O Lord, the God of my salvation, I have cried out by day and in the night before You.
Psalm 88:1 (NASB)
As for me, I shall call upon God, And the LORD will save me. Evening and morning and at noon, I will complain and murmur, And He will hear my voice. Psalm 55:16 -17 (NASB)
So much for my human reasoning…The Psalmists write repeatedly verses like those above, how they approach God morning, and evening and noon with their needs and woes. These were their customary prayer times, so it makes sense that this is what they would write. We have no specific times to pray although many Christians begin their day with devotions. The point is that the Psalmists write of crying out, complaining, and murmuring to God about their trials- over and over again!
My Pastor quoted someone who said that we are to “pray until we are praying.” Many times prayer seems like a litany or laundry list that we dump on God’s doorstep like the morning newspaper. We proceed to “pray” and walk away hoping something magical happens.
The Psalmist appears from his writing to have entirely something else in mind. These guys left us their example of what to do with our worries and trials. My pastor said the idea is that we are to remain in prayer, talking to God and unburdening our souls until there is peace…until there is peace.
How long do you think that would be? Much more than the hastily spoken prayers we tend to mutter at the end of the day or we try to cram in before running out the door each morning. As I think of how David prayed (2 Sam. 12:16-23) for the life of his child, seven days and nights he fasted and prayed and poured out his heart before God. Hannah (1 Sam.1) prayed for years for a child, and prayed so fervently in the temple that Eli the Priest thought she was drunk! The Lord Jesus prayed so earnestly that he sweat great drops of blood in the Garden of Gethsemane.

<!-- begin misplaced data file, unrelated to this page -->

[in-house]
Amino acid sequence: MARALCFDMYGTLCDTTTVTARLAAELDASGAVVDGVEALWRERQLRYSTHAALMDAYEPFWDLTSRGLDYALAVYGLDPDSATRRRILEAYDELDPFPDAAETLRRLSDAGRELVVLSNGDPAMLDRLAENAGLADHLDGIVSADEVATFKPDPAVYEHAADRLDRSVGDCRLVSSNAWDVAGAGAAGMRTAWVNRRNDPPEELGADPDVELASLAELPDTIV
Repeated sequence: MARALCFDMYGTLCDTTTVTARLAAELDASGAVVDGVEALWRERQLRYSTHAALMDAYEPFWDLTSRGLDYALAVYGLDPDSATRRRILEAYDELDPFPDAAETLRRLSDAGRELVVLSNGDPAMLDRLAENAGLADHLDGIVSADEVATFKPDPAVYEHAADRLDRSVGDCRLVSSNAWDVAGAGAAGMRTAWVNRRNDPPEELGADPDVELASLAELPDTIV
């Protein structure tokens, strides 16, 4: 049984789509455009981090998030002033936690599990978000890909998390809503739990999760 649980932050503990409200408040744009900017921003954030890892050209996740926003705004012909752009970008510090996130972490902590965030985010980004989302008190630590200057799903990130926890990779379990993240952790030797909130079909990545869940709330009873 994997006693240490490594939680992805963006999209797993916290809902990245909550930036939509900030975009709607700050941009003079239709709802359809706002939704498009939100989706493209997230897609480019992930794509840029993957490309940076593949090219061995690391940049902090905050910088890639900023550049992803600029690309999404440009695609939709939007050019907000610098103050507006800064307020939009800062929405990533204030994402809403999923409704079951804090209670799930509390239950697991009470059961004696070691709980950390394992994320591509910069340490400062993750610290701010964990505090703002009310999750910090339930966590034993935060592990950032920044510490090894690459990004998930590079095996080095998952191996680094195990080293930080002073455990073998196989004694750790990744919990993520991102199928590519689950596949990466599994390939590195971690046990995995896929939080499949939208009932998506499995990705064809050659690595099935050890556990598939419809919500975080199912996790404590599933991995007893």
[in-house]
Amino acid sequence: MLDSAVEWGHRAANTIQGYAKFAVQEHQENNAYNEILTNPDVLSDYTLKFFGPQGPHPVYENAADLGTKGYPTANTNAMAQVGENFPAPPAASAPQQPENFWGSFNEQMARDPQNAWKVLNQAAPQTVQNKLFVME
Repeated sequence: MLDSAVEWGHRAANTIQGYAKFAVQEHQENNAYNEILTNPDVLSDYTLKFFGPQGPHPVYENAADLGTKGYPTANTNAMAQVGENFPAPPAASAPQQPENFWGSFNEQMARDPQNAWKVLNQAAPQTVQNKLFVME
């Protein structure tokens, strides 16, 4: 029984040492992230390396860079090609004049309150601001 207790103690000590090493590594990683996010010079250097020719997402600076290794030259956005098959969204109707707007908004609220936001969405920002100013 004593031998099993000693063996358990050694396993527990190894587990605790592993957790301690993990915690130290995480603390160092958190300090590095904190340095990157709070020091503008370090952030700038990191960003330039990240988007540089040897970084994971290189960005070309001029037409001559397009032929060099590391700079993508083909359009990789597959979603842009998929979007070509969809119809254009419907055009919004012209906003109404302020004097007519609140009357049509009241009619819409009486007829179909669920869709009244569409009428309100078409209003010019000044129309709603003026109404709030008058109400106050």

In each case, these men prayed until God answered. They wrestled around in prayer until an answer came from God or until they had the peace of God that surpasses all understanding.
That whole peace that surpasses all understanding (Phil 4:6-8) is a mysterious thing to me, and very difficult to explain to someone who has never experienced it before. I do note that peace from God does not come until we have presented our requests to Him humbly and earnestly and with thanksgiving.
I have to wonder how humble and earnest we can be about prayer if we approach it as though we were going through the drive-thru at McDonalds? If that is the operational mode for your prayer life, does it clear things up for you as to why you have little peace about things and why worrying seems like a better approach to problem-solving?
It is understood that in our present economy, we rarely have the luxury of taking the day off life in order to be on our face before God in prayer, so as always balance is the key here. Praying without ceasing means that I pray all day long in whatever moments I have interrupting my prayer for tasks set before me rather than the other way around. It means prayer becomes the priority and tasks become secondary whenever possible. In my mind and heart, I am continually before the throne of God beseeching Him for wisdom, help, direction, guidance, and whatever else I need Him to intercede on in my life.
I do believe this is the greater part of wisdom, and I also believe this is what “walking with God” looks like.